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Language clearly plays a major role in all aspects of society. The most obvious is its social role of allowing people to relate to each other in all facets of their lives: to share information, emotions and ways of life. We use language as a means of navigating our daily lives and it plays an integral role in most of our interactions. Perhaps for this reason, French is regarded as an elegant and romantic language, while German is considered to be guttural.
Additionally, ever since mankind evolved into different language communities, it is commonplace for people to adopt various attitudes towards the language(s) spoken by others, as well as towards the dialects of the language they speak. These attitudes are motivated by different factors, including pride in or shame regarding one’s own language, confidence or embarrassment about how one sounds, nationalism and a sense of personal dignity, one’s status and values as well as the prestige some languages are given in international interactions.
A well known attitude is the desire for foreign speech patterns; another is the rejection of certain dialects. People form impressions of your personality, emotional state, geographic origin, education, experiences, age or socioeconomic status from the language you use and the way you use it. We often witness the amusement of an audience when someone speaks in the creole, for not only does the system of sound evoke laughter, but the assumption that the speaker is an uneducated serf is then made.
Ridicule and contempt for the vernacular, creoles and dialects are common responses from some members of society, even within the Caribbean society, where dialects are rich, strong and the first language.
Dialects develop under various circumstances as well as geographical locations and are varieties of languages. A creole could be a dialect within a language. Because of our history, people of the region tend to place a high premium on the standard languages (the language of power and economic might). Many people believe that upward mobility is largely dependent on one’s ability to fit in with the predominant socioeconomic class, and language is the main signifier of this fit. Many Caribbean writers have described scenarios of people who went overseas, were generally expected to return with a new command of the target language and often demonstrated their new found ‘status’ by emphasizing their foreign accent of ‘twang’. While some might be impressed by the ‘twang’, others view such pretensions with derision.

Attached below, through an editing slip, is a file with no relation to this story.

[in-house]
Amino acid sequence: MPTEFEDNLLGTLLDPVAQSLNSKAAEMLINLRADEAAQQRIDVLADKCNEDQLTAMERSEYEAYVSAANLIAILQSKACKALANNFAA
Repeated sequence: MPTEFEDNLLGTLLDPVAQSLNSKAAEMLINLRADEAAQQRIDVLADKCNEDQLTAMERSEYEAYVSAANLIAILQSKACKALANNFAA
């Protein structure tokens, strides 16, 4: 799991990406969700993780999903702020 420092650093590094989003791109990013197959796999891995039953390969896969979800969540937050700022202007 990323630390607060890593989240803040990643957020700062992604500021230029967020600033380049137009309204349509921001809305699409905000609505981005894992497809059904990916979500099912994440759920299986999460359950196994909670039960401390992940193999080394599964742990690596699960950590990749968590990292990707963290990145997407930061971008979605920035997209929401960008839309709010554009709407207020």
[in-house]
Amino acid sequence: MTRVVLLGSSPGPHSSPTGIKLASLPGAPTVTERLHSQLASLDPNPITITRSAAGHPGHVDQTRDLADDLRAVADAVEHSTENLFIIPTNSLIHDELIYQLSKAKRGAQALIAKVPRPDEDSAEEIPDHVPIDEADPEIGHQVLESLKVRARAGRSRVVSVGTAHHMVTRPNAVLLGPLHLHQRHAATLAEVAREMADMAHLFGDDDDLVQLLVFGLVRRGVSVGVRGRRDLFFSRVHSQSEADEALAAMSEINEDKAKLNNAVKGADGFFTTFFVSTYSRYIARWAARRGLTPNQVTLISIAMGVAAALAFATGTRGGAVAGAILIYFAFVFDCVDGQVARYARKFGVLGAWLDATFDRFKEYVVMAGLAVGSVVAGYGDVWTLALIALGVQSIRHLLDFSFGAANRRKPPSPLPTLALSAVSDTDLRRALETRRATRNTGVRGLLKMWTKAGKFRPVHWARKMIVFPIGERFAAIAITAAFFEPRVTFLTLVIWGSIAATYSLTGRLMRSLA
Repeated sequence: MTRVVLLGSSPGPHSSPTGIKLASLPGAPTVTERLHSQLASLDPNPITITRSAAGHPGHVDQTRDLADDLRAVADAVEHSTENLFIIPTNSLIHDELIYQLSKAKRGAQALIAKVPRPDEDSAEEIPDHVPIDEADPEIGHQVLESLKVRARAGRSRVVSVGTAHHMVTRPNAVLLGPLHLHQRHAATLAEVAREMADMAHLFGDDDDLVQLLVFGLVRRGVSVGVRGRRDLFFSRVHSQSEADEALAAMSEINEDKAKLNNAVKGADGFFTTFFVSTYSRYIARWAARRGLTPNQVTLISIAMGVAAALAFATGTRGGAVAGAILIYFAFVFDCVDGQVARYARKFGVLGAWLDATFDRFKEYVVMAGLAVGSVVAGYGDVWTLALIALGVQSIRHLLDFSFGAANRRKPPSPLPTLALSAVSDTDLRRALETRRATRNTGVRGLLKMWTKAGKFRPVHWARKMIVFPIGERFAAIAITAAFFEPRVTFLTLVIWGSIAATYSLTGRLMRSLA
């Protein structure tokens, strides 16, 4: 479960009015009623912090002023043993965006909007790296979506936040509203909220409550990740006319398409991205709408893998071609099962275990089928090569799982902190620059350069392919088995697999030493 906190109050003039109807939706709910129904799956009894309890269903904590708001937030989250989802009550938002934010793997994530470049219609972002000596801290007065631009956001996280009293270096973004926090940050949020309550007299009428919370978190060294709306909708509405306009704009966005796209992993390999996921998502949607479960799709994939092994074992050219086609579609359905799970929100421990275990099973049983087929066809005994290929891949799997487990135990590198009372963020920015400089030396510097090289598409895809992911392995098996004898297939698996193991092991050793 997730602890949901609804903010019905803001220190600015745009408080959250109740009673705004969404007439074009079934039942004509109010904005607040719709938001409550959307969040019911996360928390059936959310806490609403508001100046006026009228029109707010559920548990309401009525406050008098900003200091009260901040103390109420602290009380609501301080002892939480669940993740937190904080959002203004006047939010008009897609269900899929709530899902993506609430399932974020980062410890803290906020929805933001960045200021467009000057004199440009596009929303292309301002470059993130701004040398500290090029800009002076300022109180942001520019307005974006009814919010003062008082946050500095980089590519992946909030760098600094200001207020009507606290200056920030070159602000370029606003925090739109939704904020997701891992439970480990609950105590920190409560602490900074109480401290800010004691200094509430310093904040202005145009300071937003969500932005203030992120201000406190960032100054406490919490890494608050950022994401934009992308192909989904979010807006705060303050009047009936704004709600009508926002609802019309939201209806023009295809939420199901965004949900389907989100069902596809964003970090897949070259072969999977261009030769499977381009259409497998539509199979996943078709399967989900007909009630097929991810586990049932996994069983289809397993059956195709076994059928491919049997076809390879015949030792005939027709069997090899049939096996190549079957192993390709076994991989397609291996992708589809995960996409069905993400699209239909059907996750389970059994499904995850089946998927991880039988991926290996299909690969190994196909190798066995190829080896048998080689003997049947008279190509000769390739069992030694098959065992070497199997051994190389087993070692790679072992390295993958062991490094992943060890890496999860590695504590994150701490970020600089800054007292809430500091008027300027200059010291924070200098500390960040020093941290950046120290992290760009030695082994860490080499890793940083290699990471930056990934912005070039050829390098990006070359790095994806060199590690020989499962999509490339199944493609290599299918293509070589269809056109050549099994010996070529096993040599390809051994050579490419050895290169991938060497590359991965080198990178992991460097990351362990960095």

Attitudes to language may vary from one sector of the society to another and some people demonstrate self-conscious behavior when speaking the standard language. This is largely a result of the fact that in most societies one is often judged on the basis of the variety of language that one speaks. This is even more prevalent in societies with a colonial legacy, like the Caribbean, where certain dialects are associated with the institution of slavery or conquest.
Increasingly, educators are becoming aware that a person’s native language is an integral part of who that person is and marginalizing the language can have severe damaging effects on that person’s psyche. Many linguists consistently make a case for teaching native languages alongside the target languages so that children can clearly differentiate among the codes ( a term used synonymously with language or dialect but generally refers to a linguistic system of communication. A code can also be non-linguistic such as a dress code or code of conduct) and hence be less likely to mix the two.
This approach has been adopted in Haiti, where schools teach both Standard French and French Creole (Haitian) and children are expected to be fluent in both. Additional prominence has been given to Caribbean Creoles with the publication of Creole dictionaries and with the translation of the New Testament from the Christian Bible into French Creole in St. Lucia. A similar project is under way in Jamaica. While attitudes to local dialects have been slowly changing, many people still associate the use of Creole with negative images and believe that its use should be relegated to specific circumstances and occasions.
However, the fact that non-standard language varieties are the most widely spoken in the Caribbean makes them the choice of persons trying to get information to large sections of the society. For example, many advertisers use the Creole language to ensure that their message appeals to most people. At the same time, because of the prestige attached to the standard language, it tends to be the language of choice on formal occasions, like church services. A language variety is usually chosen because of its perceived social functions.
You may have noticed that, the more formal the occasion, the more likely the use of the standard language, while for everyday interaction, popular music or emotional appeals, people tend to gravitate towards the non-standard varieties. You would have noticed that, even in a formal situation, non-standard dialect might be used for anecdotes, to inject humour or in a quotation. In the Caribbean, people switching from one code of language to another, often without thinking.
However, there are times when the use of standard langue would seem totally out of place and would even interfere with semantics. For example, folk stories, folk songs and proverbs seem to lose a certain essence when translated into standard. The role of language as a vehicle for sharing culture is indisputable. Caribbean writers, singers and oral poets have played a major part in fostering acceptance of the Creole languages of the region, by incorporating them into their work and exposing them to the world. Nonetheless, negative attitudes to these languages persist in the minds of many.
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